When starting a new school year, every administrator thinks about how to bring about positive change. We hear a lot about making data-driven decisions, and yes, I’ll bet every school district waits for those all-important standardized test scores to arrive and begin to analyze what is going well and what needs to change. Schools, in general, seem to align themselves in terms of excellent, high performing schools, low performing schools and all the rest that fall somewhere in the middle.
One might think that a high performing school has no need to change and a low performing school should change everything from the curriculum to the lunch choices. In reality, no matter where your school falls on this achievement continuum, there is always room for change and there is always a need to change.
One might think that a high performing school has no need to change and a low performing school should change everything from the curriculum to the lunch choices. In reality, no matter where your school falls on this achievement continuum, there is always room for change and there is always a need to change. One of my favorite quotes by Horace Mann, often considered the Father of Education is, “It is not enough to be superior to others if you are inferior to your own potential.”
Unfortunately, it is human nature to resist change and education is no exception. It is just easier to rely on the status quo where you feel comfortable in your place. But the reality is that the world is changing faster than ever before, and if we don’t make changes we will most certainly be left behind in the dust. Technology is a perfect example of necessary change that requires many to go to their zone of discomfort. Again, the skillful leader must carry these individuals on his or her back and show them that they can “walk the talk.”
Although an ultimate goal is always higher achievement, educators must have a broader view of beginning a new year with relevant change. A fresh look at teaching and teacher empowerment is a lofty and necessary goal. I discuss a phenomena in my book, The Future Ready Challenge, that I refer to as the wash, rinse, dry, repeat cycle of learning. This refers to the classrooms in America that do the same thing in the same way year after year. This complacency rests on the back of the school leadership. It is up to us to make certain that our teachers are motivated to make meaningful changes in their classrooms. Teaching in every classroom should be filled with excitement and energy.
So how do we initiate change in our schools? Here are five “rules for change” you can do to structure positive change in your school:
- Make sure you are changing something that needs changed. Do not let the desire to change something become the driving force.
Sometimes change can be a force of power all its own, but you must ask, is this a change that is needed? Look at your mission and decide if this change will get you closer to that which you desire. Will the ultimate effect of this change result in higher achievement? Change just for the sake of change can result in confusion.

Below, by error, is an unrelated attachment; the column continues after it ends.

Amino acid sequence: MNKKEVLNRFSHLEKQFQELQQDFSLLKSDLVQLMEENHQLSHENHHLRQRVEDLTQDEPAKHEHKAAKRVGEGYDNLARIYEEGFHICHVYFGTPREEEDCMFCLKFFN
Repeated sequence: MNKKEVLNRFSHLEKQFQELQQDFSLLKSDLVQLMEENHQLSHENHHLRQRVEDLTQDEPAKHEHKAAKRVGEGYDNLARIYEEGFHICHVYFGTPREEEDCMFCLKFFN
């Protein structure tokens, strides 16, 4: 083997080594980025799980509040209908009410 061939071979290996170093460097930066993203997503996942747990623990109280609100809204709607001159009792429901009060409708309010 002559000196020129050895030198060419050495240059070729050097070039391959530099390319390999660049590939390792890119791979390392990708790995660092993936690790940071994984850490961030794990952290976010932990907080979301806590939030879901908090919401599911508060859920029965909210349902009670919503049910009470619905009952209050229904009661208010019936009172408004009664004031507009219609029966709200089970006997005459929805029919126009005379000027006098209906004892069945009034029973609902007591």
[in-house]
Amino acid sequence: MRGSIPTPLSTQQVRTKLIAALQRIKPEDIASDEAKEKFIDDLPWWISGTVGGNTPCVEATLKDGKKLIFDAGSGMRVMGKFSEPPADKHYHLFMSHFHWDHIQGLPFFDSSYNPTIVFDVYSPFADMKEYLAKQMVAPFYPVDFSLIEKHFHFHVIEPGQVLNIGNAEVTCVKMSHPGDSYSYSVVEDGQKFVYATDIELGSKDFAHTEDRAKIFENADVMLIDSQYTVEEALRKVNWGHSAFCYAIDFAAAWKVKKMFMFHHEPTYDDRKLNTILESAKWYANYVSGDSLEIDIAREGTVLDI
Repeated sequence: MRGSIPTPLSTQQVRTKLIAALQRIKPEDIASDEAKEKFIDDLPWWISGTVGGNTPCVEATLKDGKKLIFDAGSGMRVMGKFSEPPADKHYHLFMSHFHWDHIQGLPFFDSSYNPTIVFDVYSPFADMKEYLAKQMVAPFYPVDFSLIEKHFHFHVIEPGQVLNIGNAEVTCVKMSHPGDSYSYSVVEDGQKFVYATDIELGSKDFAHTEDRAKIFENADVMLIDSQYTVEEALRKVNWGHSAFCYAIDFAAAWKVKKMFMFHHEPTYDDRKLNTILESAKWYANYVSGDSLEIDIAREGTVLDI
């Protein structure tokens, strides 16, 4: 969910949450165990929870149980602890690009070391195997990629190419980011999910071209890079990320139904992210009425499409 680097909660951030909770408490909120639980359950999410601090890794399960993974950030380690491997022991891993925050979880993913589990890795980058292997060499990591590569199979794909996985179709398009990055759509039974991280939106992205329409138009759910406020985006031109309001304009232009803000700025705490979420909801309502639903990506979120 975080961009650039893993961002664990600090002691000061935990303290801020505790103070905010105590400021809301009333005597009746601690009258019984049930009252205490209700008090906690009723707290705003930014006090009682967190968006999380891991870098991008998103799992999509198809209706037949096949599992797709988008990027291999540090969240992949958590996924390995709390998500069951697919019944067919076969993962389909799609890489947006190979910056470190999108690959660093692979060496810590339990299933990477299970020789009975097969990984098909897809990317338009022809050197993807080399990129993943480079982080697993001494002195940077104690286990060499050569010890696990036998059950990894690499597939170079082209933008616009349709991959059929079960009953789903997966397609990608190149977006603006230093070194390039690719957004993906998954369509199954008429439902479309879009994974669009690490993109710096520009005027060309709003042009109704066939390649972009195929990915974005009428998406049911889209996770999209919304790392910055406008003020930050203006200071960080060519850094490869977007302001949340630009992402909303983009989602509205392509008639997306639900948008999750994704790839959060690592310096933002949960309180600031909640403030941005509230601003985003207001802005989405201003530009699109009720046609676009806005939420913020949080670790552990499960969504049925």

- Research what you are changing and why you are changing it.
John F. Kennedy once said, “Change is the law of life. And those who look only to the past or present are certain to miss the future” There is plenty of research available to underline the need for change, but you research specifically that which you are contemplating changing. If you are thinking about the need for more student voice in making school decisions, be armed with a sufficient amount of research data to not only show a need, but also to show the results of such change.
- Make sure you can understand what the deficiency is that you are trying to improve and how the anticipated change is going to positively affect this deficiency.
This takes us back to my initial discussion on data-driven decision making. Find your organization’s deficiencies and then begin to develop a plan for change to happen. Another excellent means of diagnosing deficiencies is to have teachers, parents and even students complete survey questionnaires at the end of each year. This will give you a structure to look at how your stakeholders perceive the need for change.
- Have buy-in from your team prior to setting out the changes.
Give them ownership of the change. Let them be the driving force behind what gets changed, what it gets changed to and how to implement that change. They are going to be the ones working through the change. One of the biggest mistakes a school leader can make is to institute a change without empowering the teaching team to help develop the action plan. Catherine Powell, in her article, “How to get your Team’s buy-in to New Processes,” shares that the team that is involved in making change become evangelists: they enforce the change, they brag about the change and they seek to make it better.
- Make sure the changes are meaningful and sustainable.
Once again with teacher buy-in you are helping to guarantee the longevity of the changes. More often than not, many great changes go by the wayside when the leader is transferred or replaced. When changes are adopted for the right reasons and everyone understands those reasons, and most everyone — sometimes you just can’t get 100 percent — is on board, you are on your way to meaningful and sustainable change.
When you combine these “rules for change,” you will most certainly be able to structure positive change for the new year. I hope you all have a great school year and with the right amount of change in your classroom. I hope your year is better than the last.